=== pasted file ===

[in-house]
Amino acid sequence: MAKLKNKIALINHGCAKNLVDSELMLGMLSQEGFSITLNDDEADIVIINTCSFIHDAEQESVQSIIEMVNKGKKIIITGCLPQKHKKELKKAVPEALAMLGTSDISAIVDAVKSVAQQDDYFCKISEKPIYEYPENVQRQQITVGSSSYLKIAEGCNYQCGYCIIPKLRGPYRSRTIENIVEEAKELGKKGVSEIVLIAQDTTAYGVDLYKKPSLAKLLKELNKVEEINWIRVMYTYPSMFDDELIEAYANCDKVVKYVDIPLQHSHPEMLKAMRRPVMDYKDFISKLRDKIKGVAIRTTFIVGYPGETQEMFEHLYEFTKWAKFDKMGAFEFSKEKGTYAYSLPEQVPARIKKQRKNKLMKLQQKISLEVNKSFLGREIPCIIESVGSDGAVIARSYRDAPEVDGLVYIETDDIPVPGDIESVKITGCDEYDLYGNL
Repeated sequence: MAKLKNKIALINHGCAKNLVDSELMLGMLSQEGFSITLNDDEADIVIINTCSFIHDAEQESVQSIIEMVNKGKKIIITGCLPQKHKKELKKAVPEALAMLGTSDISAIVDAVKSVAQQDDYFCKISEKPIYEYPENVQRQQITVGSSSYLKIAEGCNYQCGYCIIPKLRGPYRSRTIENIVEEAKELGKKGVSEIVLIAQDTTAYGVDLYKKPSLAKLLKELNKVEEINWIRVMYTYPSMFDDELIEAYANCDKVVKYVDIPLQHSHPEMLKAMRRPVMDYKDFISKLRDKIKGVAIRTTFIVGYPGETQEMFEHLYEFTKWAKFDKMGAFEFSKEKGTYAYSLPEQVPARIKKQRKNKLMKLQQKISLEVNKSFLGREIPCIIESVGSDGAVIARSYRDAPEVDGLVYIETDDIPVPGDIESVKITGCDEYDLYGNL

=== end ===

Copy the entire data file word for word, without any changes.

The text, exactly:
[in-house]
Amino acid sequence: MAKLKNKIALINHGCAKNLVDSELMLGMLSQEGFSITLNDDEADIVIINTCSFIHDAEQESVQSIIEMVNKGKKIIITGCLPQKHKKELKKAVPEALAMLGTSDISAIVDAVKSVAQQDDYFCKISEKPIYEYPENVQRQQITVGSSSYLKIAEGCNYQCGYCIIPKLRGPYRSRTIENIVEEAKELGKKGVSEIVLIAQDTTAYGVDLYKKPSLAKLLKELNKVEEINWIRVMYTYPSMFDDELIEAYANCDKVVKYVDIPLQHSHPEMLKAMRRPVMDYKDFISKLRDKIKGVAIRTTFIVGYPGETQEMFEHLYEFTKWAKFDKMGAFEFSKEKGTYAYSLPEQVPARIKKQRKNKLMKLQQKISLEVNKSFLGREIPCIIESVGSDGAVIARSYRDAPEVDGLVYIETDDIPVPGDIESVKITGCDEYDLYGNL
Repeated sequence: MAKLKNKIALINHGCAKNLVDSELMLGMLSQEGFSITLNDDEADIVIINTCSFIHDAEQESVQSIIEMVNKGKKIIITGCLPQKHKKELKKAVPEALAMLGTSDISAIVDAVKSVAQQDDYFCKISEKPIYEYPENVQRQQITVGSSSYLKIAEGCNYQCGYCIIPKLRGPYRSRTIENIVEEAKELGKKGVSEIVLIAQDTTAYGVDLYKKPSLAKLLKELNKVEEINWIRVMYTYPSMFDDELIEAYANCDKVVKYVDIPLQHSHPEMLKAMRRPVMDYKDFISKLRDKIKGVAIRTTFIVGYPGETQEMFEHLYEFTKWAKFDKMGAFEFSKEKGTYAYSLPEQVPARIKKQRKNKLMKLQQKISLEVNKSFLGREIPCIIESVGSDGAVIARSYRDAPEVDGLVYIETDDIPVPGDIESVKITGCDEYDLYGNL